Exposure to the elements is the best way to develop this very real form of physical toughness. Train barefoot with minimal clothing, with rough implements. Start with shorter durations and forgiving surfaces so you don’t get to the point of actual injury, and increase the time and ruggedness of the environment. You will learn to tell the difference between discomfort and real pain. You’ll also learn how to be gentle when dealing with rock and dirt, but you’ll get tougher as well.
An oft overlooked form of toughness combines mobility, flexibility, and durability. Hard training puts a lot of stress on the body, but this stress is multiplied when every movement stretches a muscle close to its full range or pushes a joint near its limit. Flexible joints can move farther without incurring stress on their support structures, reducing fatigue and the wear and tear that adds up to leave you sore and whimpering on the ground.
To that end, give mobility training serious consideration in your workout routine. Not only will it save you pain, it will allow you to absorb more punishment and do more reps without feeling the effects, which makes you that much harder to bring down.
The Art of Manliness recently published an article on an excellent method to develop mobility: self-myofascial release.
Hormonal and Adrenal Changes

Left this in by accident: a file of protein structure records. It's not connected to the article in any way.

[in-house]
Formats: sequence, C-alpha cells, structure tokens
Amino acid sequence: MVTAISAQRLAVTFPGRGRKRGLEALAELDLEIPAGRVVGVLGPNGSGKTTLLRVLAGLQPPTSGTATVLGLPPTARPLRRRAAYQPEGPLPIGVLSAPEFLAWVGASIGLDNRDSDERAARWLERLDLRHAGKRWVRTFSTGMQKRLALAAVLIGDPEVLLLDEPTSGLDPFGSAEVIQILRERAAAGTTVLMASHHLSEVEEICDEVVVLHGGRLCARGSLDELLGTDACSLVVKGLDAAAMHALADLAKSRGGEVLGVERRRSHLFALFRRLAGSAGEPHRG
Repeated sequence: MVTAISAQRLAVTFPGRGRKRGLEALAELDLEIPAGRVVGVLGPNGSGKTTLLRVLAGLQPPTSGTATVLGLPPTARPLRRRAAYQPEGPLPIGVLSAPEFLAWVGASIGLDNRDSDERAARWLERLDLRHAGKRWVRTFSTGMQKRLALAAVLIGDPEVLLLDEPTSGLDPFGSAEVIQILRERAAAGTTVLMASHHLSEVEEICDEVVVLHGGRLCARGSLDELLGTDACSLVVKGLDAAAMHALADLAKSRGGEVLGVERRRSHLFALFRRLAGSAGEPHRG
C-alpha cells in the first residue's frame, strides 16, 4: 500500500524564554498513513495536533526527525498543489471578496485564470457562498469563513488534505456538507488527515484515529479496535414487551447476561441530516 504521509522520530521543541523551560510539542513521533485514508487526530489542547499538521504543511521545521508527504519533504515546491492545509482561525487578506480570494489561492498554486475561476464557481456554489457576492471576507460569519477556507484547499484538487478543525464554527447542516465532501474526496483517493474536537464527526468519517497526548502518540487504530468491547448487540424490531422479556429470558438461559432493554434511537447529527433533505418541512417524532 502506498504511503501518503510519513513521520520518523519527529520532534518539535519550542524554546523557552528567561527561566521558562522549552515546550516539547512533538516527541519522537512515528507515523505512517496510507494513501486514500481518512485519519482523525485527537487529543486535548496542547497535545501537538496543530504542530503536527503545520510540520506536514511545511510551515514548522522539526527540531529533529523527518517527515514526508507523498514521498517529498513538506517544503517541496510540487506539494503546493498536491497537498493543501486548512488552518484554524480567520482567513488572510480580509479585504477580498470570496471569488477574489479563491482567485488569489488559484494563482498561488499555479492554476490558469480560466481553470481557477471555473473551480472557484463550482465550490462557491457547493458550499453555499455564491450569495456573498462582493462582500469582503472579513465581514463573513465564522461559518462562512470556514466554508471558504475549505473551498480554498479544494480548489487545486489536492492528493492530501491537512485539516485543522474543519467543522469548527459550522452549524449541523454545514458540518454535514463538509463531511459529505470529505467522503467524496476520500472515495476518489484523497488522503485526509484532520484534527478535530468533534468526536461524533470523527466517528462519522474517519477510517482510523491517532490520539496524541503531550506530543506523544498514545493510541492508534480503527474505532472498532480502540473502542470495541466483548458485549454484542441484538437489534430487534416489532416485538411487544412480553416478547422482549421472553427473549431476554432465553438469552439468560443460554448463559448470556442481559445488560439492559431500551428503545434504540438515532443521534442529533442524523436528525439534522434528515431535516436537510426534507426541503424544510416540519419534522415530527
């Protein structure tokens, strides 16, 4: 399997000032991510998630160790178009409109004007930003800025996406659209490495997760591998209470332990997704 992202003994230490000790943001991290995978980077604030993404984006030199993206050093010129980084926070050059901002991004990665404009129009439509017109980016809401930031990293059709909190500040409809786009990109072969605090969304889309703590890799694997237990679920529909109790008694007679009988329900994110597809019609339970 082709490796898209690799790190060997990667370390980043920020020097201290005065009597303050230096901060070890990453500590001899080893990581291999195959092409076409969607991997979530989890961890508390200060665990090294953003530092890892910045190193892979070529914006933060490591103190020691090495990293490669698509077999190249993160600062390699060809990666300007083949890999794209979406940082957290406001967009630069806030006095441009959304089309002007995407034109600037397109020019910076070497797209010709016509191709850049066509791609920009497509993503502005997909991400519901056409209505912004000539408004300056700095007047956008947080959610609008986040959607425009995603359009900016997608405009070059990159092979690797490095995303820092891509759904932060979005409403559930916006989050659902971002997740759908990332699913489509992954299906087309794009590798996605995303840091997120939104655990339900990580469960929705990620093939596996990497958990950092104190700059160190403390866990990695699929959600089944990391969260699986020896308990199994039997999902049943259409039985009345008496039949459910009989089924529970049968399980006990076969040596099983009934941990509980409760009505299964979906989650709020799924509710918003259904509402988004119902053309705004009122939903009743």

Another example of physical toughness is harder to see. It consists of the metabolic and hormonal changes that go along with hard training. These can manifest in better energy management, so that you fatigue more slowly, and recover quicker, so that you can come back hard with surprisingly little time to recuperate. When most people would be down for the count, you’re back in the ring, having already caught your breath and cooled off.
The simplest way to train this kind of toughness is by limiting your rest between workouts or exercises, sometimes even at the expense of your performance. Be careful, however: there is a fine line between stimulating adaptation and overtraining, so remember that you need to give your body time and resources to build itself up stronger than before. Eat well and sufficiently, and get enough sleep. These habits will build up a store of resources you can lean on when rest isn’t so easily available. Occasionally, apply an acute stress, like intermittent fasting, to teach your body to adapt quickly and be efficient with energy, or train with little sleep. But in general, you’ll be able to handle more if you’re well-rested and well-fed.